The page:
Compounding it all was of course his health. George started smoking when he was only 14-years-old. He quit a number of times throughout his life, but never in earnest until he was in his 60s. It was almost ten years ago that he started showing the signs of what would develop into the chronic breathing condition that would eventually take him from us.

There were ways Dad could have extended and improved the quality of his life, both physically and mentally, but they were all a bridge too far. He would never catch up.

If it’s not already clear, the treacherous rope bridge is change, and what I hope I’ve communicated today is that change could be my father’s greatest ally but also his greatest enemy. Dad walked out of the jungle and stood before the bridge again and again throughout his 72 years on this planet, but his nature was such that he usually took the long way around. He believed he was right -- and he often was -- but everybody in this room knows there’s no force in this world that can pierce the shield of stubbornness that George Khouri wore always. 

I will always regret that my father’s last days were spent alone. My sister and I remember all the times our father went away on business that was completely mysterious to us, but we knew it was important. Like so much in the last several years, the roles had reversed. It was Jeannie and I who were out of town doing things our father could not understand, but now he recognized what we were doing was valuable. But even though we’d been every place he’d been and lived on our own for years and years, George always worried about us traveling. So when Jeannie and I went away on business, we called Dad to remind him of our plans and make him feel at ease. In that fashion, we had a chance to say goodbye. 

The news of George Khouri’s passing has affected people all over the world, of all ages and of all walks of life. No one who met him has ever forgotten him. Besides those of you here today, nearly everyone I know who’s ever encountered George has communicated to us their immense sorrow -- but something else as well. You see, the contentious relationship I described before was not altogether bad. Despite it all, I knew my father loved me, and I knew he was a good man, so from a very young age I chose to synthesize all his criticisms and idiosyncrasies into a kind of character that I would present to people as a way of explaining where I come from and why I am the way I am. Nobody had ever met or even heard of a man like this, so strong in his convictions, so unrelenting in his habits and so colorful with his language. 

Let me make it plain: the people of Earth love George Khouri.

“Your dad was was the first adult that yelled at me like I was a man already. I’ll miss him.” That’s a message I received from my oldest friend, a boy who met George when he was just seven-years-old.

“I never got to meet your dad, but the stories relayed to me are legendary.”

“The stories you’ve shared about him were always the greatest.”

“I was convinced your father was an international man of mystery.”

“I haven’t seen you guys in around 20 years and I know I still remember him.”

“He was an unforgettable man.”

“He will live on in all your incredible stories.”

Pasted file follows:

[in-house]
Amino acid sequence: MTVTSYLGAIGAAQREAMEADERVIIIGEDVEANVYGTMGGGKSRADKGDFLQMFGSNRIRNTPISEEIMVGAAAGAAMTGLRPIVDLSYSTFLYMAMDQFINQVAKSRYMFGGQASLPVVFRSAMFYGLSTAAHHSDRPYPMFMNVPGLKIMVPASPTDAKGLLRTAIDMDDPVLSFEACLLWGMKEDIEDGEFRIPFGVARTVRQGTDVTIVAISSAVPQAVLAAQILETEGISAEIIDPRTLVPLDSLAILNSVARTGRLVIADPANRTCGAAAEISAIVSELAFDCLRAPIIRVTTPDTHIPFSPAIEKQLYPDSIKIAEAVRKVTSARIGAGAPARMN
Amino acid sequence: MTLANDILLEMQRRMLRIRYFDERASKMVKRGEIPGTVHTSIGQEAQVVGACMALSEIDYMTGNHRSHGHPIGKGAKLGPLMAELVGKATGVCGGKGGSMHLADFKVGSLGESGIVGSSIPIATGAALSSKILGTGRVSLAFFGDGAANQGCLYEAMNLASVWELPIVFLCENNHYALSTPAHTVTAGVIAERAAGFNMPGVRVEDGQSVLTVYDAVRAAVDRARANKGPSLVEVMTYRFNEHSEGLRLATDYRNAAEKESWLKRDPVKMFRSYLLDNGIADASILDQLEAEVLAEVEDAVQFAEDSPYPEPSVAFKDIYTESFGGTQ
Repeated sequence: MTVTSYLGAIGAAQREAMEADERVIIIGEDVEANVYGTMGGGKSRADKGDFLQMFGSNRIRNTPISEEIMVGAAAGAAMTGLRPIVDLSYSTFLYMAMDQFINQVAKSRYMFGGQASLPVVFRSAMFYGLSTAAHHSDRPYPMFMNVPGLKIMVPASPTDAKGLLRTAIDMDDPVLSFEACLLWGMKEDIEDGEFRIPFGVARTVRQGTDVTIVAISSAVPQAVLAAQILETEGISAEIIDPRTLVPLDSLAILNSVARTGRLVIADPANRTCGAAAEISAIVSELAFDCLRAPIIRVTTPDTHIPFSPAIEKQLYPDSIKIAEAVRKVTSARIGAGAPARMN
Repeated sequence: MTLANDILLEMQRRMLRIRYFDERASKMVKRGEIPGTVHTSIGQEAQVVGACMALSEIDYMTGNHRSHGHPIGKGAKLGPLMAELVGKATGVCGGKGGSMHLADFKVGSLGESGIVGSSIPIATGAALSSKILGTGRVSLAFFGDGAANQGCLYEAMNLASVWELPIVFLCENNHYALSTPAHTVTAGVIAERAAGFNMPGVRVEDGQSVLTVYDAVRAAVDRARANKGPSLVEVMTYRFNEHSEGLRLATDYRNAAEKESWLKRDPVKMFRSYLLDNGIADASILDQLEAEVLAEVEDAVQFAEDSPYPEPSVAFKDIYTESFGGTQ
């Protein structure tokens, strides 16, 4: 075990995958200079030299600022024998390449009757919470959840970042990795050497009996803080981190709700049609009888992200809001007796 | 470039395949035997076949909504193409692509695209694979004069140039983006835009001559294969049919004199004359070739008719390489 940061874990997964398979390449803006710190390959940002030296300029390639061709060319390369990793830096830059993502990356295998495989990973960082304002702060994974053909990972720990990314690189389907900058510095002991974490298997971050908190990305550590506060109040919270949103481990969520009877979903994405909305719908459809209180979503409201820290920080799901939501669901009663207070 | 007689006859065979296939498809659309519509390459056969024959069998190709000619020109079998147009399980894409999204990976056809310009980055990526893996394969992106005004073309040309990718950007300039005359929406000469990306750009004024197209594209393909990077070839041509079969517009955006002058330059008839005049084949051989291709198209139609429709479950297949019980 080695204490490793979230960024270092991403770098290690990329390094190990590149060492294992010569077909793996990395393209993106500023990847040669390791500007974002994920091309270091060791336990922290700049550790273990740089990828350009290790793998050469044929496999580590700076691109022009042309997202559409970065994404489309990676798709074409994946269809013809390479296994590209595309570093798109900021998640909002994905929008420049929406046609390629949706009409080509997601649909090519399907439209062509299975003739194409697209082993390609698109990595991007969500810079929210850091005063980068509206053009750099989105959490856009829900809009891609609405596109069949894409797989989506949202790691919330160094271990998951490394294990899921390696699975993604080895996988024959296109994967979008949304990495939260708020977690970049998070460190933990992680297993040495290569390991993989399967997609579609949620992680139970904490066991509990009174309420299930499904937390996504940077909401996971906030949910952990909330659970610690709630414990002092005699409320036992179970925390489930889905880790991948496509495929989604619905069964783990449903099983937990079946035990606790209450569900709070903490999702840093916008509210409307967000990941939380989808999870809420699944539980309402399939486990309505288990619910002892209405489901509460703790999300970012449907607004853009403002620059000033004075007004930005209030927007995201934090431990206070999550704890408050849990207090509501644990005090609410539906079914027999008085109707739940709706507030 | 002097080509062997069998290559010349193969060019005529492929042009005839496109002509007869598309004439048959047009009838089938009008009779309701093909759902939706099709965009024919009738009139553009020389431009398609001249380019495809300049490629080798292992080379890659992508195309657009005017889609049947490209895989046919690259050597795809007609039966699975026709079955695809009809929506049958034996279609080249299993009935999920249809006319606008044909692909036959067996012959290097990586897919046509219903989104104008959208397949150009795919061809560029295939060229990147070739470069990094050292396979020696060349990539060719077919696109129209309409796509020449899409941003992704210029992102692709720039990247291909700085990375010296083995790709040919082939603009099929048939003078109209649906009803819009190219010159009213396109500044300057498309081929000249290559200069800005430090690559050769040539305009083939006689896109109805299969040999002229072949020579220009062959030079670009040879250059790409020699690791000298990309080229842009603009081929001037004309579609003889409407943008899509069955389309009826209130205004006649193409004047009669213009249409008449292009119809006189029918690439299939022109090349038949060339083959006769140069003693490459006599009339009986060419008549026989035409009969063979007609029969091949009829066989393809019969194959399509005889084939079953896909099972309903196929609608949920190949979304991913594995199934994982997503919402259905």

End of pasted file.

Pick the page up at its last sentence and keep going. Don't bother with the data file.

“George was truly one of a kind and we will remember him for the rest of our lives.”

There are literally dozens of these, transmitted via Facebook, Twitter, email, text messages and other methods George would never have understood if he lived to be 100.

There are few people in this room who haven’t benefited from George’s generosity and from his advice. But people who never even met George, they know him. They feel his loss like they would a great entertainer whose life enriched their own. 

That’s the lesson I take from my father’s life, maybe even more than what his example taught me about the importance of change: life is about the stories, it’s about being unforgettable, it’s about the memory you leave behind. 

That’s why I return to the story of the old rope bridge on Mt. Kinabalu. It’s indelibly Dad, and it’s one that I take comfort in knowing that I will tell for the rest of my life.

Incidentally, in the local language Kinabalu means “The revered place of the dead.” It pleases me that my memory of my father, and maybe yours too, will forever be associated with such an enduring image. 


DJ Gig: Top Chef Masters Viewing Party with Food Critic Krista Simmons

By virtue of an extremely unlikely confluence of events I found myself asked if I was available to play music at a party hosted by Krista Simmons, the food critic who's been appearing as a guest judge throughout this season of Bravo's Top Chef Masters. Krista was hosting a viewing party for the latest episode at the Roosevelt Hotel here in Hollywood. If you didn't know, the Roosevelt is a very beautiful 1920s hotel in the heart of tinseltown that hosts loads of events and offers many uniquely luxurious amenities, including a swank bowling alley designed to look like a speakeasy. Because it's become a young celebrity and socialite hot spot, It's very common to observe all varieties of gorgeous women and tatted up sickbros collapsing out of the Roosevelt and onto the sidewalk in booze-soaked, powder-coated piles of designer jeans and six-inch stilettos. Naturally, every DJ wants to spin there. Added to my sincere admiration of luxury hotels, my years-long obsession with Top Chef, that I haven't done any DJ'ing in a couple of years, and the fact that my old Meltcast mate Chris Rosa was going to be there made the proposition something of a no-brainer.